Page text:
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Akhlesh Lakhtakia

Prof. Akhlesh  Lakhtakia

The Charles Godfrey Binder (Endowed) Professor of Engineering Science and Mechanics
Pennsylvania State University

University Park PA 16802-6812
United States

tel: +1-814-863-4319/0554
E-mail: akhlesh@psu.edu
Web: http://www.esm.psu.edu/~axl4

Area of Expertise

Scattering and propagation of electromagnetic, acoustic and electromagnetic waves; numerical techniques; optics; fractal structures; composite materials; chiral materials; anisotropic and bianisotropic materials; sculptured thin films; negative refractive index; carbon–nanotube electromagnetics; complex-medium electromagnetics; nanophotonics; surface multiplasmonics; bioreplication; forensic science; bone repair


Akhlesh Lakhtakia was born in Lucknow, India on July 1, 1957. He obtained a Bachelor of Technology degree in Electronics Engineering from the Banaras Hindu University, Varanasi, India in 1979; Master of Science and Doctor of Philosophy degrees in Electrical Engineering from the University of Utah, Salt Lake City in 1981 and 1983, respectively; and a Doctor of Science degree in Electronics Engineering from the Banaras Hindu University in 2006. In 1983, he joined the faculty of the Pennsylvania State University, where he was elevated to the rank of Distinguished Professor of Engineering Science and Mechanics in January 2004. In 2006, he became the Charles Godfrey Binder (Endowed) Professor of Engineering Science and Mechanics. He also serves as a Professor in the Graduate Program in Materials. From 2004 to 2007 he also held the rank of a Visiting Professor of Physics at Imperial College, London.

Dr. Lakhtakia has published more than 800 journal articles; has contributed 27 chapters to research books and encyclopedias; has edited, co-edited, authored or co-authored 18 books and 17 conference proceedings; has authored or co-authored 305 conference papers; has reviewed for 150 journals; serves on the editorial boards of five electromagnetics/optics journals; was the Editor-in-Chief of the international journal Speculations in Science and Technology from 1993 to 1995; and was the first Editor-in-Chief (2007-2013) of the online Journal of Nanophotonics published by SPIE. He serves as an international lecturer for the International Commission for Optics, SPIE, and the Optical Society of America; was twice a Visiting Professor of Physics at Universidad de Buenos Aires (1990, 1992), a Visiting Professor of Physics at the University of Otago (2003), a Visiting Fellow in Mathematics at the University of Glasgow (1995), and a Honorary International Professor at the National Taipei University of Technology (2013); and headed the IEEE EMC Technical Committee on Nonsinusoidal Fields from 1992 to 1994.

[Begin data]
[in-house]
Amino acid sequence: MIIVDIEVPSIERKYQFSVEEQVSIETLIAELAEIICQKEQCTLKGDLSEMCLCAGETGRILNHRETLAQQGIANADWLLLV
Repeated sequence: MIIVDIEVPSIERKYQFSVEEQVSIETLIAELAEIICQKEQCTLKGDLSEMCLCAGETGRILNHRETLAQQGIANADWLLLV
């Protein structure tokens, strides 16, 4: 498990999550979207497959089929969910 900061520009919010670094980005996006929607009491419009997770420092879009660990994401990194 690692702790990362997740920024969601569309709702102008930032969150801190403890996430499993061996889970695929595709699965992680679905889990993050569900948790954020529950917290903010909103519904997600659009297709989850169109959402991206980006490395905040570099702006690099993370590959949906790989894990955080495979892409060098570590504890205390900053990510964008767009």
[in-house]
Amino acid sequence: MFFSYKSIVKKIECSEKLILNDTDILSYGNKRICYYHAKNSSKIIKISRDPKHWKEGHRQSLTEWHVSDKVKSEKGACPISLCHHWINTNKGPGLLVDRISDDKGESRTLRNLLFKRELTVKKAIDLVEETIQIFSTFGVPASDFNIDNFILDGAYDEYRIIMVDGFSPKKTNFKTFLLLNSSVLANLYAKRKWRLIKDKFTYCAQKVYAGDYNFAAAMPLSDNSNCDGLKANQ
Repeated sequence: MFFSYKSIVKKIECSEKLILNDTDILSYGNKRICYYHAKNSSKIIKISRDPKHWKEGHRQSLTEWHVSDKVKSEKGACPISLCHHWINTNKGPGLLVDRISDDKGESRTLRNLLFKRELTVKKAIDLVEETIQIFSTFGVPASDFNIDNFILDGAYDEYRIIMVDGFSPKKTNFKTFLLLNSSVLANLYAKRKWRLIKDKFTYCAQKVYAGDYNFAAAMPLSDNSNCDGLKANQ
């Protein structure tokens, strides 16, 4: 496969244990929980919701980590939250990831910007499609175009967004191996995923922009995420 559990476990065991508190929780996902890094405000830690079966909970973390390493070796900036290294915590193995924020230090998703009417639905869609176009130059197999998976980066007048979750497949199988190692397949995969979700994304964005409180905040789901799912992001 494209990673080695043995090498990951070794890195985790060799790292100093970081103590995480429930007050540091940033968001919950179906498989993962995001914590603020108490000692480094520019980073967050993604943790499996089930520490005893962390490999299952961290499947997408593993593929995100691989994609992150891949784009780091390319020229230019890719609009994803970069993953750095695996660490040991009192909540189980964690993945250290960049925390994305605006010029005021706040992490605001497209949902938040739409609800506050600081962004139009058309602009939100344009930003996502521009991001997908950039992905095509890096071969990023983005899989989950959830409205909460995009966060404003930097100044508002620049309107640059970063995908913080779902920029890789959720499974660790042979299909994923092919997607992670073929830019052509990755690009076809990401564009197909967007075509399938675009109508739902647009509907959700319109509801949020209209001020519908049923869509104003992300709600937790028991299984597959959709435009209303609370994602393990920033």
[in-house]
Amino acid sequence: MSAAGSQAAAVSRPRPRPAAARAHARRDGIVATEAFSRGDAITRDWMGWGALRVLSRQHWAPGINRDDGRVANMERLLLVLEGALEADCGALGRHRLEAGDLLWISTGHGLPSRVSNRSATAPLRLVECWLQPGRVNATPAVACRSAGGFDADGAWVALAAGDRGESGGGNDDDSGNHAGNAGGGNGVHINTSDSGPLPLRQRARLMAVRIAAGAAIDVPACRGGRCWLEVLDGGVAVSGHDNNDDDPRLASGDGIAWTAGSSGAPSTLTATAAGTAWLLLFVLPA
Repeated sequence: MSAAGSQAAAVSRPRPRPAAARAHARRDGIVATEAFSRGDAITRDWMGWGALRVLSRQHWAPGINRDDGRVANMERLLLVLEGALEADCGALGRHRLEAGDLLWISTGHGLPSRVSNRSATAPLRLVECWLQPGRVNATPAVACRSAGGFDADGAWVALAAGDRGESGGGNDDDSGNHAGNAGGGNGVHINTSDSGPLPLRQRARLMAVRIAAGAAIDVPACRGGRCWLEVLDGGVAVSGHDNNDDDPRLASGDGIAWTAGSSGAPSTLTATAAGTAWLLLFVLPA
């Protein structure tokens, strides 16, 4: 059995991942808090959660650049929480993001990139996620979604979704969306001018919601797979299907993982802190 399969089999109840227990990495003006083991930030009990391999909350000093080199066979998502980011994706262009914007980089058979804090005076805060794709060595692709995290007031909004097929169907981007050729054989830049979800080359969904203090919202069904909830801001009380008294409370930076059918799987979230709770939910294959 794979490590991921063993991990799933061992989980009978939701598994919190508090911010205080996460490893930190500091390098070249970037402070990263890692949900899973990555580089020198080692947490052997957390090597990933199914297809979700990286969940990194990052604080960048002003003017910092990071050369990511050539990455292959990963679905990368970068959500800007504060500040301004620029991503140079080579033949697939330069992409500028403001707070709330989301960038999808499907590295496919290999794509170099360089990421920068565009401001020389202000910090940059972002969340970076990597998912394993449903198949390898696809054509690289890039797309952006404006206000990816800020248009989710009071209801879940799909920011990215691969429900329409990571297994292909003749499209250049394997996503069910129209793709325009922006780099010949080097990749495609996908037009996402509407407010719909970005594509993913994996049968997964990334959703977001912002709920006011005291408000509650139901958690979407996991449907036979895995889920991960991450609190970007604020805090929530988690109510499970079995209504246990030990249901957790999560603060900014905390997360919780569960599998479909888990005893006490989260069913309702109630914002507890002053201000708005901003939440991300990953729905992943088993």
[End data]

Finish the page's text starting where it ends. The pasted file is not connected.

Dr. Lakhtakia is a Fellow of the Optical Society of America (1992), SPIE (1996), the UK Institute of Physics (1996), the American Association for the Advancement of Science (2009), the American Physical Society (2012), the IEEE (2016), and the Royal Society of Chemistry (2016). He was named to the inaugural class of Distinguished Reviewers by the Optical Society of America in 2012. He also served as the 1995 Scottish Amicable Visiting Lecturer at the University of Glasgow. He received the PSES Outstanding Research Award in 1996, the PSES Premier Research Award in 2008, the PSES Outstanding Advising Award in 2005, and the PSEAS Outstanding Teaching Award in 2016. For his research on sculptured thin films and complex-medium electromagnetics, he received the Faculty Scholar Medal in Engineering in 2005 from the Pennsylvania State University, the 2010 SPIE Technical Achievement Award, and the 2016 Walston Chubb Award in Innovation from Sigma Xi. Nanotech Briefs recognized him in 2006 with a Nano 50 Award for Innovation. The University of Utah made him a Distinguished Alumnus in 2007, and the Indian Institute of Technology (BHU) in 2014.

His current research interests lie in the electromagnetics of complex materials including chiral and bianisotropic materials, sculptured thin films, chiral nanotubes, nanoengineered metamaterials, surface multiplasmonics, bioreplication, bone nano-refacing, and forensic science. He has more than 13000 citations on the ISI Web of Knowledge and his Hirsch index is 46. According to Google Scholar, the number of citations exceeds 20000 and his Hirsch index is 60. His research accomplishments have been discussed on CNN and in a NOVA movie. His recent research has been covered on several scientific media outlets and blogs.

Lecture Title(s)

  • Nanoengineered Metamaterials: Morphology and performance are the two faces of the coin called a "nanoengineered metamaterial". Multifunctional performance expected of metamaterials can be engendered by cellular morphology that can be nanoengineered. Their optical and biological functionalities suggest that sculptured thin films (STFs) exemplify nanoengineered metamaterials. 
  • Copycat Technology: The conformal-evaporated-film-by-rotation technique was devised to fabricate inorganic replicas of surfaces of biological objects, such as the compound eyes of flies and the iridescent wings of butterflies, with high reliability and fidelity at the micro- and nano-scales. Applications include textured coatings for solar cells and other energy-harvesting structures, and photonic crystals. 
  • Surface Multiplasmonics:  The planar interface of a metal and a dielectric material can guide multiple surface-plasmon-polariton (SPP) waves—all of the same frequency, but different phase speed, attenuation rate, and spatial profiles of fields— provided that the dielectric material is periodically nonhomogeneous in the direction normal to the interface. Theoretical and experimental research during the last four years have validated this idea, thereby engendering the research area of surface multiplasmonics.
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